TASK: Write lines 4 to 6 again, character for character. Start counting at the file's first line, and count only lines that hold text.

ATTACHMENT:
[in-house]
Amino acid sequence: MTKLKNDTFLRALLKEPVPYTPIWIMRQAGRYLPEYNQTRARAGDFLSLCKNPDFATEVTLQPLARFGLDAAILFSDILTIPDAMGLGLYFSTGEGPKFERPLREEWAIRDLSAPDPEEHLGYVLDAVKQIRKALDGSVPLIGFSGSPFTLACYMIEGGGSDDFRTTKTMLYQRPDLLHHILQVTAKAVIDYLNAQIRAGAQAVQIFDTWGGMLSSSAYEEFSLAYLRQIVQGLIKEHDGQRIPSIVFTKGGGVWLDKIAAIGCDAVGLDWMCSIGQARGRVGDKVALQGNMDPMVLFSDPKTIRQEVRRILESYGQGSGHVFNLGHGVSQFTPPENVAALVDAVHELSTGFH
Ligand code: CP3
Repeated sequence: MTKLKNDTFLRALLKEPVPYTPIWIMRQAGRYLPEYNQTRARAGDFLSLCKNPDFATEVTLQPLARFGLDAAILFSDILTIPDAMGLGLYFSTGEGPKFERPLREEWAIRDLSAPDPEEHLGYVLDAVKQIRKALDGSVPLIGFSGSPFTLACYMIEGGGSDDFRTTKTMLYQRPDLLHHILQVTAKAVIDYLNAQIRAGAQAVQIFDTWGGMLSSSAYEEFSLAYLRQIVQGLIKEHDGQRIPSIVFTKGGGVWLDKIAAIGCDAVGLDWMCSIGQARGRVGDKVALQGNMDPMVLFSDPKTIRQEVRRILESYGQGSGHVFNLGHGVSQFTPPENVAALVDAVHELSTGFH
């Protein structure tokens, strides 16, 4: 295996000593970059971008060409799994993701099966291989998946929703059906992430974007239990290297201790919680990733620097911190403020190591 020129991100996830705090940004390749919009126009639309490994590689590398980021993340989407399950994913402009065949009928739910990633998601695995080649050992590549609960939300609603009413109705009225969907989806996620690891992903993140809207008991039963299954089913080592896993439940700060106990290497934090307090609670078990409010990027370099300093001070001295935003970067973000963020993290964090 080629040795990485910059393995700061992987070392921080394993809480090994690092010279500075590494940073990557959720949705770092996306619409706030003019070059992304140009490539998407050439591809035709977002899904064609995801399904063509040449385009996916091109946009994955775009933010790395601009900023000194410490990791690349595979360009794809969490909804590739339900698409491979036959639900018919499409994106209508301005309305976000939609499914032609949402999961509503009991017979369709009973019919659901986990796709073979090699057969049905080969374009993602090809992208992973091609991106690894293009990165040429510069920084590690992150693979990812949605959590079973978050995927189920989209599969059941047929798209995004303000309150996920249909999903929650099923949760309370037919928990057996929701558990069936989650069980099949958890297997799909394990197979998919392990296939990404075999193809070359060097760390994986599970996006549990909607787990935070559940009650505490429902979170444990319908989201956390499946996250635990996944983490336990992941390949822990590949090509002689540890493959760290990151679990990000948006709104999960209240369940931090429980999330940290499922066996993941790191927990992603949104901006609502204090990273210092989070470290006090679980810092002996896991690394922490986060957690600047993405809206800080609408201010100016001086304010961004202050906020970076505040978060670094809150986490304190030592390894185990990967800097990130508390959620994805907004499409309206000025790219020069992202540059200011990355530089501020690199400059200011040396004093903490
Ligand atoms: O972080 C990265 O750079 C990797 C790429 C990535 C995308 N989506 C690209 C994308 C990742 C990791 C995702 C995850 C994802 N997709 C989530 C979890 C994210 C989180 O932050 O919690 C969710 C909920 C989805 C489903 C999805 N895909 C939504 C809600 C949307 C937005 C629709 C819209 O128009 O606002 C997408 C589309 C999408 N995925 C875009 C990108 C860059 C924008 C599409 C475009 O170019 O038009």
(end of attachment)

Repeated sequence: MTKLKNDTFLRALLKEPVPYTPIWIMRQAGRYLPEYNQTRARAGDFLSLCKNPDFATEVTLQPLARFGLDAAILFSDILTIPDAMGLGLYFSTGEGPKFERPLREEWAIRDLSAPDPEEHLGYVLDAVKQIRKALDGSVPLIGFSGSPFTLACYMIEGGGSDDFRTTKTMLYQRPDLLHHILQVTAKAVIDYLNAQIRAGAQAVQIFDTWGGMLSSSAYEEFSLAYLRQIVQGLIKEHDGQRIPSIVFTKGGGVWLDKIAAIGCDAVGLDWMCSIGQARGRVGDKVALQGNMDPMVLFSDPKTIRQEVRRILESYGQGSGHVFNLGHGVSQFTPPENVAALVDAVHELSTGFH
């Protein structure tokens, strides 16, 4: 295996000593970059971008060409799994993701099966291989998946929703059906992430974007239990290297201790919680990733620097911190403020190591 020129991100996830705090940004390749919009126009639309490994590689590398980021993340989407399950994913402009065949009928739910990633998601695995080649050992590549609960939300609603009413109705009225969907989806996620690891992903993140809207008991039963299954089913080592896993439940700060106990290497934090307090609670078990409010990027370099300093001070001295935003970067973000963020993290964090 080629040795990485910059393995700061992987070392921080394993809480090994690092010279500075590494940073990557959720949705770092996306619409706030003019070059992304140009490539998407050439591809035709977002899904064609995801399904063509040449385009996916091109946009994955775009933010790395601009900023000194410490990791690349595979360009794809969490909804590739339900698409491979036959639900018919499409994106209508301005309305976000939609499914032609949402999961509503009991017979369709009973019919659901986990796709073979090699057969049905080969374009993602090809992208992973091609991106690894293009990165040429510069920084590690992150693979990812949605959590079973978050995927189920989209599969059941047929798209995004303000309150996920249909999903929650099923949760309370037919928990057996929701558990069936989650069980099949958890297997799909394990197979998919392990296939990404075999193809070359060097760390994986599970996006549990909607787990935070559940009650505490429902979170444990319908989201956390499946996250635990996944983490336990992941390949822990590949090509002689540890493959760290990151679990990000948006709104999960209240369940931090429980999330940290499922066996993941790191927990992603949104901006609502204090990273210092989070470290006090679980810092002996896991690394922490986060957690600047993405809206800080609408201010100016001086304010961004202050906020970076505040978060670094809150986490304190030592390894185990990967800097990130508390959620994805907004499409309206000025790219020069992202540059200011990355530089501020690199400059200011040396004093903490
Ligand atoms: O972080 C990265 O750079 C990797 C790429 C990535 C995308 N989506 C690209 C994308 C990742 C990791 C995702 C995850 C994802 N997709 C989530 C979890 C994210 C989180 O932050 O919690 C969710 C909920 C989805 C489903 C999805 N895909 C939504 C809600 C949307 C937005 C629709 C819209 O128009 O606002 C997408 C589309 C999408 N995925 C875009 C990108 C860059 C924008 C599409 C475009 O170019 O038009």